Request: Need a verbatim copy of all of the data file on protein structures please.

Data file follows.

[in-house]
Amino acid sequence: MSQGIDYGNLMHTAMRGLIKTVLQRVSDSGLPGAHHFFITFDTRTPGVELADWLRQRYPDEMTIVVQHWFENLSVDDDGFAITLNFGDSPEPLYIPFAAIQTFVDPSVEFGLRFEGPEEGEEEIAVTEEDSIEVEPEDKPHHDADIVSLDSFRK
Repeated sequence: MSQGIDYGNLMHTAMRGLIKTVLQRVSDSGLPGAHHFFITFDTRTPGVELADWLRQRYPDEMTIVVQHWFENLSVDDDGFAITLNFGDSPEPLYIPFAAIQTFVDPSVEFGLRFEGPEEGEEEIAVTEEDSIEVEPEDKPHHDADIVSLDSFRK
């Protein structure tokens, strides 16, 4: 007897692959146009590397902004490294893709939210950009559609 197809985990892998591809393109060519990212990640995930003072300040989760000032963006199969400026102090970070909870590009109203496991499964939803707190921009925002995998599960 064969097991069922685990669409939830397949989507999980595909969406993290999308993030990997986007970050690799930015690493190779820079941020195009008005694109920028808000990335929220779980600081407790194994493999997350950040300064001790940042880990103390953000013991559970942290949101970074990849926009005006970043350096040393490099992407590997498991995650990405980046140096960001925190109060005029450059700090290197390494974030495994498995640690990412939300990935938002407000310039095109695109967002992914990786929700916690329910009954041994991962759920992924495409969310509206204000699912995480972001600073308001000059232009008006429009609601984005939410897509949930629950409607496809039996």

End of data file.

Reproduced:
[in-house]
Amino acid sequence: MSQGIDYGNLMHTAMRGLIKTVLQRVSDSGLPGAHHFFITFDTRTPGVELADWLRQRYPDEMTIVVQHWFENLSVDDDGFAITLNFGDSPEPLYIPFAAIQTFVDPSVEFGLRFEGPEEGEEEIAVTEEDSIEVEPEDKPHHDADIVSLDSFRK
Repeated sequence: MSQGIDYGNLMHTAMRGLIKTVLQRVSDSGLPGAHHFFITFDTRTPGVELADWLRQRYPDEMTIVVQHWFENLSVDDDGFAITLNFGDSPEPLYIPFAAIQTFVDPSVEFGLRFEGPEEGEEEIAVTEEDSIEVEPEDKPHHDADIVSLDSFRK
């Protein structure tokens, strides 16, 4: 007897692959146009590397902004490294893709939210950009559609 197809985990892998591809393109060519990212990640995930003072300040989760000032963006199969400026102090970070909870590009109203496991499964939803707190921009925002995998599960 064969097991069922685990669409939830397949989507999980595909969406993290999308993030990997986007970050690799930015690493190779820079941020195009008005694109920028808000990335929220779980600081407790194994493999997350950040300064001790940042880990103390953000013991559970942290949101970074990849926009005006970043350096040393490099992407590997498991995650990405980046140096960001925190109060005029450059700090290197390494974030495994498995640690990412939300990935938002407000310039095109695109967002992914990786929700916690329910009954041994991962759920992924495409969310509206204000699912995480972001600073308001000059232009008006429009609601984005939410897509949930629950409607496809039996």